Suicide and the Absurd

In The Myth of Sisyphus, Camus implores his readers to acknowledge and accept the “Absurdity” of the contradiction between human rationality and the irrationality of the world. In his attempt to explain why we shouldn’t just kill ourselves once becoming conscious of the Absurd, Camus’ comes up with a seemingly unsatisfactory response: if we are to embrace the Absurdity of our existence, then we cannot commit suicide, because to do so would take a fundamental and necessary component of the paradox of the Absurd out of the equation: namely, ourselves. One must remember that for Camus, it is not existence itself that is Absurd, but the contradiction between the demands of human rationality, including its exceeding demand for conceptual ordering and structure, in a fundamentally and primordially irrational, chaotic world. Thus, if one is to truly confront the Absurd, the paradox of Absurdity must be lived but without the imposition of our false expectations and rational ordering.

While I certainly can appreciate Camus’ analysis of Absurdity, as well as his originality, I cannot share his conclusions with respect to physical suicide. It seems as though the only way to authentically embrace and confront Absurdity would be to retreat into what is, insofar as the rational-conscious component of our being is concerned, most irrational of all: the voluntary taking of one’s own life. Thus, rather than representing an attempt to escape absurdity, suicide would appear to take absurdity to its penultimate gloomy conclusion.


One comment

  1. coastaltowns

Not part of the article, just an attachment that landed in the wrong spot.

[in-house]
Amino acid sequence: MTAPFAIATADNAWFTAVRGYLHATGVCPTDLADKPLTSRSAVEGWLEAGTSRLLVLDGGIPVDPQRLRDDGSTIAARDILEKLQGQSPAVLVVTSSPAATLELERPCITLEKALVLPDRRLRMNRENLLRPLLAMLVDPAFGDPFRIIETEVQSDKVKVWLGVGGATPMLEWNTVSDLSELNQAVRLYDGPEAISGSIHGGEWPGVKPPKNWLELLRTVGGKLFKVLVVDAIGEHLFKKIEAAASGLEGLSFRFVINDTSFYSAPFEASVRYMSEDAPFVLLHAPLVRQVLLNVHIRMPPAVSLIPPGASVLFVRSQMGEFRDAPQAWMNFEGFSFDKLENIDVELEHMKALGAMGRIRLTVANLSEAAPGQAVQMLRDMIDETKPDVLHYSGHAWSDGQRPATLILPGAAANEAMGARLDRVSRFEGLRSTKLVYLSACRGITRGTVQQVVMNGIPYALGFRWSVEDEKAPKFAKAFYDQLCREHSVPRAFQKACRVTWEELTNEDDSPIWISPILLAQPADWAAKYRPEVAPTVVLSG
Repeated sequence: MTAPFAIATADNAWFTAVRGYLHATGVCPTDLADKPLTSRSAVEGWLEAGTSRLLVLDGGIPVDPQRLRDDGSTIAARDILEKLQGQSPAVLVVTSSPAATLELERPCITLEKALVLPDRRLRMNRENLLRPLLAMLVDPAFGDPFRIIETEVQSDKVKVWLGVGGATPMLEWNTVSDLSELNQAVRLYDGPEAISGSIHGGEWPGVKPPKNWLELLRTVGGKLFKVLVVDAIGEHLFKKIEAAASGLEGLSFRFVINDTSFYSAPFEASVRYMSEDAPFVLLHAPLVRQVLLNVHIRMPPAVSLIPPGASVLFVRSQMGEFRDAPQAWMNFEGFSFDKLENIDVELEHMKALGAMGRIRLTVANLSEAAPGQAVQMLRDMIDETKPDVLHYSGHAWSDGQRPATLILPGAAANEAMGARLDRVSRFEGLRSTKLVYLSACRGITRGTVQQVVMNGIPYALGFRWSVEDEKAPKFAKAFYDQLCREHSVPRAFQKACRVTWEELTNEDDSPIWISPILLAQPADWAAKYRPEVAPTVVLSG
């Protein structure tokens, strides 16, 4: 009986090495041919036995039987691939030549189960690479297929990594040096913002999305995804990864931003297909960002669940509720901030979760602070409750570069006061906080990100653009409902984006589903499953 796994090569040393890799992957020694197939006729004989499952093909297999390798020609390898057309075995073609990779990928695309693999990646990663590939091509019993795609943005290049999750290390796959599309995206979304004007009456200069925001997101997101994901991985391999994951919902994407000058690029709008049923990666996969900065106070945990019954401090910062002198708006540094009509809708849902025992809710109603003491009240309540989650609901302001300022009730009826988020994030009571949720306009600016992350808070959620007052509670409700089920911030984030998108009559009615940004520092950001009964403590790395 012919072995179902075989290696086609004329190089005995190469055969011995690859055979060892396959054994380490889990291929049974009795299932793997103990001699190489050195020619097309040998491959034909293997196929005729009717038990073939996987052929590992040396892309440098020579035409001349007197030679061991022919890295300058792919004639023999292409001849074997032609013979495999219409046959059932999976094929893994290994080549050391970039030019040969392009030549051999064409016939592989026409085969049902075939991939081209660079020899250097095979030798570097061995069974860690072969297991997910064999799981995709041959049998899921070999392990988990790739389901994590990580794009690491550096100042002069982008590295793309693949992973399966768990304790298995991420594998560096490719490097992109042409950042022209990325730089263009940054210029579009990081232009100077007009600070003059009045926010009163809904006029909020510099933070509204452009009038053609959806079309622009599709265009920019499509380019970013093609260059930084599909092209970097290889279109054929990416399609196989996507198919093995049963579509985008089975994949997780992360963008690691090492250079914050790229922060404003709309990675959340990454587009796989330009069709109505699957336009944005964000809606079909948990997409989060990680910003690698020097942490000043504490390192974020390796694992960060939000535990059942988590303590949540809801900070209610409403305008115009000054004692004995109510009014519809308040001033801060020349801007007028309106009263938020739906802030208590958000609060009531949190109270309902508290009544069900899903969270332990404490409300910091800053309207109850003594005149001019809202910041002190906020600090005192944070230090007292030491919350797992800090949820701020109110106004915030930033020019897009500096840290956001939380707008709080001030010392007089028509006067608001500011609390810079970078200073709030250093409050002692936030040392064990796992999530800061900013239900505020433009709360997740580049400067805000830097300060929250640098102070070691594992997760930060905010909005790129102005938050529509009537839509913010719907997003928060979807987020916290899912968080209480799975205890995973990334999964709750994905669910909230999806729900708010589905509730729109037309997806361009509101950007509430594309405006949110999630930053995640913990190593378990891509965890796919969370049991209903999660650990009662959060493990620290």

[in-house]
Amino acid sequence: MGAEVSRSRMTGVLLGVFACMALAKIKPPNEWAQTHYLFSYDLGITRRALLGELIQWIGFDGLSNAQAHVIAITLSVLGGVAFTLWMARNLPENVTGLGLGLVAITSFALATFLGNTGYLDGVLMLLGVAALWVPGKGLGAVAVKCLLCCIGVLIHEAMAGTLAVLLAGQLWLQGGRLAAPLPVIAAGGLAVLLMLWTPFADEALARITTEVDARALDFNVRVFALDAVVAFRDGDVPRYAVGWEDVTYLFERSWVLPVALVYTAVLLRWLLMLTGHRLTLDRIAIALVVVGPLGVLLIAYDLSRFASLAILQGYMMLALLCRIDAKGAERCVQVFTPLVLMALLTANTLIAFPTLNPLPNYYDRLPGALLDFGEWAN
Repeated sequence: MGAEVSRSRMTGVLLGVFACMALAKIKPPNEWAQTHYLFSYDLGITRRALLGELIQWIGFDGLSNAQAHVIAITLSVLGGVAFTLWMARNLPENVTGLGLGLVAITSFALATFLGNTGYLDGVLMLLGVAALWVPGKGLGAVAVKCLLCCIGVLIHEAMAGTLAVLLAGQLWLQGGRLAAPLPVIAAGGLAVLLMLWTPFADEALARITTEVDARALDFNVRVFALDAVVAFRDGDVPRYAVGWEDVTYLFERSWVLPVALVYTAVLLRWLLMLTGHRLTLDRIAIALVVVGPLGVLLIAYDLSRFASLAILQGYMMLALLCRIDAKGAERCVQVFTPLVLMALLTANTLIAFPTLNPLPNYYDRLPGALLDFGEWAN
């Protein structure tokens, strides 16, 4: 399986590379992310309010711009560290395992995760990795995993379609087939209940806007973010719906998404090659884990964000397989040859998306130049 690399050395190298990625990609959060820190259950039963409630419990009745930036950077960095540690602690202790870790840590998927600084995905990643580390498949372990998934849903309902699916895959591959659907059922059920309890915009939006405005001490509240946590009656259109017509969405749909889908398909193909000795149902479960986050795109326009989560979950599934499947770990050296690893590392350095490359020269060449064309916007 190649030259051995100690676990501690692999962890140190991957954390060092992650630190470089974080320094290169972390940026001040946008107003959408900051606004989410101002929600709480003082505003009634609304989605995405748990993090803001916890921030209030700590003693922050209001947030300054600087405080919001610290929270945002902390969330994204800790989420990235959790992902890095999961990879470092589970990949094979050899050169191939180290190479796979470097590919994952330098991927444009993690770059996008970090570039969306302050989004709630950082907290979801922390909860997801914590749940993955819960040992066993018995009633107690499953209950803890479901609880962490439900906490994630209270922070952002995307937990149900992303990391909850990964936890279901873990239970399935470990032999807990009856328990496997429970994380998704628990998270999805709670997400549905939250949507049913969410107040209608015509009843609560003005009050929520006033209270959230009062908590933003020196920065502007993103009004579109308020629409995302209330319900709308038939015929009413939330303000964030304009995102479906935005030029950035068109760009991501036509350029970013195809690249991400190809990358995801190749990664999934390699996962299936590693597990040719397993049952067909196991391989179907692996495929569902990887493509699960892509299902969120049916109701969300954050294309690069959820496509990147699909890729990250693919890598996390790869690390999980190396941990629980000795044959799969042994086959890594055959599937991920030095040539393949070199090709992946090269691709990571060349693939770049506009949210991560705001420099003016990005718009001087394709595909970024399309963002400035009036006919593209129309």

Hi! I think your analysis of the Absurd is very trenchant, and I appreciate that! However, seeing as your specific concern is whether or not “fully” embracing the Absurd would lead to suicide, I feel it would be fair, for the sake of understanding the situation better, to imagine the opposite: it would be equally absurd to resist suicide and continue to live this absurd life that we have. It could be argued – and this is, in fact, what I’m convinced of – that in the face of our absurd life the most logical thing to do would be to commit suicide. However, I can also concede that, in its discernible correlation to violent emotions or absence thereof, suicide has a very irrational element to it. All that to say, both could very easily embrace the Absurd in their own way. But perhaps that’s the point: if we commit suicide it is absurd, and if we continue to live it is absurd. I think this is reasonable, but this isn’t sufficient for the absurd situation – Camus does indeed depict suicide as an evasion. I think a good explanation for this would be that Camus calls suicide an “acceptance at its extreme.” He doesn’t like this; it’s too easy, and I think he wants a solution, which he will later allude to as that inveterate struggle or revolt so famously clarified and epitomized by Sisyphus. Moreover, Camus also describes suicide as “settling the absurd”. So, if this is true, then it is not that suicide is an act that embraces less of the absurd, but an act that obliterates the paradoxical nature of the absurd, for at the heart of the absurd everything is “unresolved”.

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